I have been waiting for weeks to hear about an Evangelical upswelling of support for the Ben Stein's new movie about Intelligent Design and Evolution, but haven't encountered too much. So I had a chance the other day to go and view Ben Stein’s new movie Expelled. This pseudo documentary examines the scientific furor between Darwinism and Intelligent Design. Ben Stein (famous for being a gameshow host on Win Ben Stein’s money, being a political activist, working as a speech writer for Nixon and Ford, and of course for a timeless role for in Ferris Bueller’s Day Off) spends the film investigating the increasing animosity in the scientific community for those who would question evolution as a theory and those who support or even consider intelligent design as a scientific theory.
The film is entertaining in the witty sort of way you would expect Ben Stein to make a film. Throughout the film, there are cuts and images shown from Nazi Germany, the Berlin Wall, and other highly evocative scenes. It is obvious from the beginning that Ben is trying to compare the climate in Academia and the scientific community to the stifling intellectual climates of a foregone era. He interviews scientists from universities, the Smithsonian Institute and around the globe, along with educators and journalists about their experience being oppressed, rejected, or ignored because of their beliefs.
The film was entertaining and the most important questions it raised were about the connection between faith and science, and the consequences of absolute devotion to science above all else. Stein goes to Germany and investigates the connection between evolutionary theory and the Holocaust. This was very thought provoking. The major focus of the film, however, was not on any scientific evidence, but on the seeming lack of freedom being allowed to scientists by the scientific community. The dogged arrogance of many within the scientific community has created an environment that does not allow for the very things that makes science effective: namely the ability to follow the evidence where ever it leads and to ask questions of every theory and finding. Stein does a very good job of examining the consequences of the inhibition of real inquiry in science.What the film did not do well, however, was explain the theory of Intelligent Design. While the holes in evolutionary theory are addressed, Intelligent Design is never really explained in a way as to show why it would offer a viable alternative to evolution or at least offer answers that evolution can not. It also seemed to overplay the negativity towards scientists that offer Intelligent Design as a viable scientific theory. If you read some of the background information about the people who were interviewed, some of their situations were far less onerous than the films leads us to believe. In some ways it seemed Michael Moorish in its presentation of some of the facts. That is not a compliment.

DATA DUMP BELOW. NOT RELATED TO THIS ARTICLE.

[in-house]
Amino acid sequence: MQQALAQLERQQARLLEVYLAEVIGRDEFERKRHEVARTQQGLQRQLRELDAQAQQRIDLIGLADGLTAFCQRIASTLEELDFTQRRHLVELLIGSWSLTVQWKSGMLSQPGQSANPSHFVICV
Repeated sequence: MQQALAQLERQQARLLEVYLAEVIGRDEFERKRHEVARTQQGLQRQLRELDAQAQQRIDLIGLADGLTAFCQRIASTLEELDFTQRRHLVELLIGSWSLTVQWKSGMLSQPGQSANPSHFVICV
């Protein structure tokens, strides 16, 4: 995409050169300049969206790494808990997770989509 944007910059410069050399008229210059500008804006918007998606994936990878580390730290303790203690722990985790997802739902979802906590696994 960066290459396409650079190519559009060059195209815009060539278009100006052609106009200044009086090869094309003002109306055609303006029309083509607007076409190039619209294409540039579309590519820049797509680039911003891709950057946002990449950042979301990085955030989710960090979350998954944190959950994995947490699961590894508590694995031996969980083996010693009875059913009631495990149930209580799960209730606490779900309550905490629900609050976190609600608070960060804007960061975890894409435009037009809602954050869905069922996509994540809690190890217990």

The highlight of the film, however, was Ben Stein’s one on one interview with noted atheist Richard Dawkins. Stein’s manner of questioning, logic, and overall attitude made Dawkins seem a bit cartoonish. He also got Dawkins to show the holes in his own worldview and absolute belief in evolution. This was very impressive. What really showed in this interview, and others, was the zealous devotion that many scientists have to a theory with so many questions and holes. There is no reasonable explanation for the origin of life or matter via evolution. Evolutionist give intimate details of everything they believe to have happened right after the moment of of life being created, but there is absolutely nothing before that moment. Stein did well in even getting Dawkins to agree that this would be the place where Intelligent Design would come into play, if ever.
Overall I would give the film a warm recommendation. It was thought provoking, entertaining, and a great conversation starter. It was not the whole story, unbiased or without flaws, but what is? I give Ben credit for having the courage to make a film that is going to be very unpopular with many scientists, educators, and evolution proponents, but we need more minority voices in the scientific field. Compared to Al Gore’s work with a home video camera and a powerpoint presentation this film was Cannes worthy, but know what it is going in.